The debate over gun control was well under way before the massacre Friday at Sandy Hook Elementary School in Newton, Conn.
It gathered steam in the hours after the shootings that claimed 28, most of them children under age 10.
But aside from guns, what else is at the root of the violence that’s becoming more common?
Well, a timeline published Friday by The Associated Press starts at the bottom with the infamous 1966 slayings of 16 people from the clock tower at the University of Texas. The shooter, Charles Whitman, became a household name.
Then several years pass before you have a couple more mass killings: one at a McDonald’s in California, 1984; and then the Killeen Luby’s massacre in 1991.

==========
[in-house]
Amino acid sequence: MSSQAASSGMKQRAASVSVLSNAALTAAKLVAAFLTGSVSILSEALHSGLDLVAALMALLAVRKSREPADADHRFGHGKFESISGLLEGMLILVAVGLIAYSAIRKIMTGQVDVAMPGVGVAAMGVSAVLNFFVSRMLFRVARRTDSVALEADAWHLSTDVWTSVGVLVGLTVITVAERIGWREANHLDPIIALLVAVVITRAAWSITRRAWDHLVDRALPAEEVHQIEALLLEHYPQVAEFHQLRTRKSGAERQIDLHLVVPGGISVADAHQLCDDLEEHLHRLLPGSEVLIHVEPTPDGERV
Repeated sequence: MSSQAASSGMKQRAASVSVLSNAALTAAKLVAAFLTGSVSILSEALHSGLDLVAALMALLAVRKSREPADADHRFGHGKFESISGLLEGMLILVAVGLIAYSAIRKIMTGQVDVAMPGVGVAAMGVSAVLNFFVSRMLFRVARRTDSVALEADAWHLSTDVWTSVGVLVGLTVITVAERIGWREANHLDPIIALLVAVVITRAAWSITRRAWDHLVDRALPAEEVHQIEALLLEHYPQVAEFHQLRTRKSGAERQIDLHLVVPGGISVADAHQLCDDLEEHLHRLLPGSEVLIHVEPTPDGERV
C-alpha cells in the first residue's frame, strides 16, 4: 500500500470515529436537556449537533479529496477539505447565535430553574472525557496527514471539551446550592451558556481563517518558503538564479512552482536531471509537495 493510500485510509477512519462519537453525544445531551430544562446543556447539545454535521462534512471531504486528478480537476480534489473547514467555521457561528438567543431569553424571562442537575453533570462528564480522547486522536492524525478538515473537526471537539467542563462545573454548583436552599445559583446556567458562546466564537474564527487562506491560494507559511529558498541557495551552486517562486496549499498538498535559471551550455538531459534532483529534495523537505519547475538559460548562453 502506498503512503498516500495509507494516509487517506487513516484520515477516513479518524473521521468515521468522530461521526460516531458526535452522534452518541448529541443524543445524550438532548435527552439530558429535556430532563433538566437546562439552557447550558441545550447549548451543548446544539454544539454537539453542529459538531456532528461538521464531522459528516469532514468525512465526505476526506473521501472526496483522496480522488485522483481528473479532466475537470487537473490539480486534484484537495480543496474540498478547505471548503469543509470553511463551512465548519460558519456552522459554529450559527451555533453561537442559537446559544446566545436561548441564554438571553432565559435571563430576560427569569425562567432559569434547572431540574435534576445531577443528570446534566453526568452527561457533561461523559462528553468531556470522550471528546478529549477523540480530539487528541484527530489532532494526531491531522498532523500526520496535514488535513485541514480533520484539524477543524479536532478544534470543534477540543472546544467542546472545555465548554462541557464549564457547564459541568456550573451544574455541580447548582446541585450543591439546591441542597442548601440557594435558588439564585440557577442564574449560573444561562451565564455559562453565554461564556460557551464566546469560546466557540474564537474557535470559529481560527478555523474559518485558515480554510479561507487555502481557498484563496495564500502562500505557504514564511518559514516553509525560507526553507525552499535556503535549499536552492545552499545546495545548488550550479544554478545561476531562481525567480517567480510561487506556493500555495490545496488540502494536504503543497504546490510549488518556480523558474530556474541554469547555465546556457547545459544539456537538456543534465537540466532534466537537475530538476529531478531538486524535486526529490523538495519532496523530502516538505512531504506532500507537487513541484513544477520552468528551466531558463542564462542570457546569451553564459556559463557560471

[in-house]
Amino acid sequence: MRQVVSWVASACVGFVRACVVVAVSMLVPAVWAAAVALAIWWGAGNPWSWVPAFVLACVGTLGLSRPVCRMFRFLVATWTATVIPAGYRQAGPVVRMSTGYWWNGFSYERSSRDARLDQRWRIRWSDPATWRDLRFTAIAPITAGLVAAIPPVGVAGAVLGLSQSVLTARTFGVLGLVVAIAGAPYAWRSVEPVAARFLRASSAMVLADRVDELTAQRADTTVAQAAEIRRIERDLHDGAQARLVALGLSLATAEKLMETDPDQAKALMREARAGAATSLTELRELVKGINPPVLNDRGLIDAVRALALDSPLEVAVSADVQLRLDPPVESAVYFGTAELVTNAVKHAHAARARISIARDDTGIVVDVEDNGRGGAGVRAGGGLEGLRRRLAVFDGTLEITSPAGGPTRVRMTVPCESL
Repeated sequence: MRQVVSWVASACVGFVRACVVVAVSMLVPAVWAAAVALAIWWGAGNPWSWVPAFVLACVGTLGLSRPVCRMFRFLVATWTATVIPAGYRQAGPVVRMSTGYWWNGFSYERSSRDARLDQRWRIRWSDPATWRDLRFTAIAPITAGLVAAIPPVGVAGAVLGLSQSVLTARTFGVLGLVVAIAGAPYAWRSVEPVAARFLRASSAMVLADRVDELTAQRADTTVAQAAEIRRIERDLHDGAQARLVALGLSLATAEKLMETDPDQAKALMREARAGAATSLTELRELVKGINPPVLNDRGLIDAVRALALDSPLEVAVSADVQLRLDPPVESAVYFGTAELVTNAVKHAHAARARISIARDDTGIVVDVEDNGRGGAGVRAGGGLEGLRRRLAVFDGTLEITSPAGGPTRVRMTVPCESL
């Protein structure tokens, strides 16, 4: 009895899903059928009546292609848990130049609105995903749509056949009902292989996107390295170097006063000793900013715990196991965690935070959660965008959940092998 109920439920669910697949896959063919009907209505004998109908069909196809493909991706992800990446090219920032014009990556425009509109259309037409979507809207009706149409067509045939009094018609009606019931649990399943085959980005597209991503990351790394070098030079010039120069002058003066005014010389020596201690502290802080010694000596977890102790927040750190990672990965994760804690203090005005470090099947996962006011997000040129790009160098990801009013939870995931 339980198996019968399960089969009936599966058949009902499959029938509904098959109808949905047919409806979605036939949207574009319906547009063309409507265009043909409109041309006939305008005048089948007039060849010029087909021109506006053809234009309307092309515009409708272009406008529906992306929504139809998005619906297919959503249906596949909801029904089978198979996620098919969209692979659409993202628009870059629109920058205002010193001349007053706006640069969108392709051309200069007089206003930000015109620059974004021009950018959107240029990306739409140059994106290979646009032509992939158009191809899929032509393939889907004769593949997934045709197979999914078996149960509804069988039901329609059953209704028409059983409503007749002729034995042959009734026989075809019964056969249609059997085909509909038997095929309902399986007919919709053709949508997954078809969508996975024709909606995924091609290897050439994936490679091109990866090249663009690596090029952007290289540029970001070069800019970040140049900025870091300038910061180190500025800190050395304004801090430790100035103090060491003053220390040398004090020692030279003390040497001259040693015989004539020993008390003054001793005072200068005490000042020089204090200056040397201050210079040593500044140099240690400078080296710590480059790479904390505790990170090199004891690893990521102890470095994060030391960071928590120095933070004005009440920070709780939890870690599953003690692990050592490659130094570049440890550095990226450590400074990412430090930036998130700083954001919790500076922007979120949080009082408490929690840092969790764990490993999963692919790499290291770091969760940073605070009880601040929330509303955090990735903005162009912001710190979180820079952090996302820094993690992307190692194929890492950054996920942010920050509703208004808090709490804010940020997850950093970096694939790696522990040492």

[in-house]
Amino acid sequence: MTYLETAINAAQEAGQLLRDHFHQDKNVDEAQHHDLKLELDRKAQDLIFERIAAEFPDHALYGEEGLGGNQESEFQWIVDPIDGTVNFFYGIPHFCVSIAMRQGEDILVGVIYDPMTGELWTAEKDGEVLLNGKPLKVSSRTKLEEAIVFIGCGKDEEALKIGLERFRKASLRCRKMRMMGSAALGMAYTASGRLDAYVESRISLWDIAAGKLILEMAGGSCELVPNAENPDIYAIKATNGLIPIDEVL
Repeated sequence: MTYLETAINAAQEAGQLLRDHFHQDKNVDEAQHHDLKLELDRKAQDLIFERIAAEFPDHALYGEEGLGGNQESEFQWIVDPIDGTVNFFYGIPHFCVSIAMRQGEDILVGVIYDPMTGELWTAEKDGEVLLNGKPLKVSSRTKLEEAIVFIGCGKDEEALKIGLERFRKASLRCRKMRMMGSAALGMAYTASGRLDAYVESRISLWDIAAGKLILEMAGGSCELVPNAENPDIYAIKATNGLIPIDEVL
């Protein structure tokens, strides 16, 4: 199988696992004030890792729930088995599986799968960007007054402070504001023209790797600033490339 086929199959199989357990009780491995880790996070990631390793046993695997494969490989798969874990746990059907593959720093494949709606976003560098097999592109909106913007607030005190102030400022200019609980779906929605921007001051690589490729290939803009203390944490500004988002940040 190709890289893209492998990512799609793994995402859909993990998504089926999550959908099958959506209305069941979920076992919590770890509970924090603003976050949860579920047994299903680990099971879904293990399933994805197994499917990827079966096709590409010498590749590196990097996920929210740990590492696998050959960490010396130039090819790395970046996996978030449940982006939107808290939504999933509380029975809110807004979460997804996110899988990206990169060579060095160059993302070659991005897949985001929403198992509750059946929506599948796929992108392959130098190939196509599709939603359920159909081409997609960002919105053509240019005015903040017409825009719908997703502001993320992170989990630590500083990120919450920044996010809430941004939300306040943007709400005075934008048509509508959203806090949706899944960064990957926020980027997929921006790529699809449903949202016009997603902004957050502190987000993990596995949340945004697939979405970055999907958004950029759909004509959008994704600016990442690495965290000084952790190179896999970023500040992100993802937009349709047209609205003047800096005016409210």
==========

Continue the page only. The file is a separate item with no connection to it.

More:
There are a couple more in 1996 and then — BAM! — in 1999 we get the Columbine High School massacre in Littleton, Colo.
The list grows tremendously after the turn of the century: Virginia Tech in 2007; Fort Hood, 2009; the shooting in Tucson of Rep. Gabrielle Giffords and others, 2011; The Aurora, Colo., movie theater last July; and now Friday’s carnage in Connecticut.
And to all this, we ask, why?
Why do we have so many people — most of them young men — who haven’t enough soul to decide right from wrong and act out in violent and unrestrained manners?
Too many video games?
A society that has trouble with absolutes?
Easy access to guns?
All of these? None?
Then weigh in.
-- Bill Miller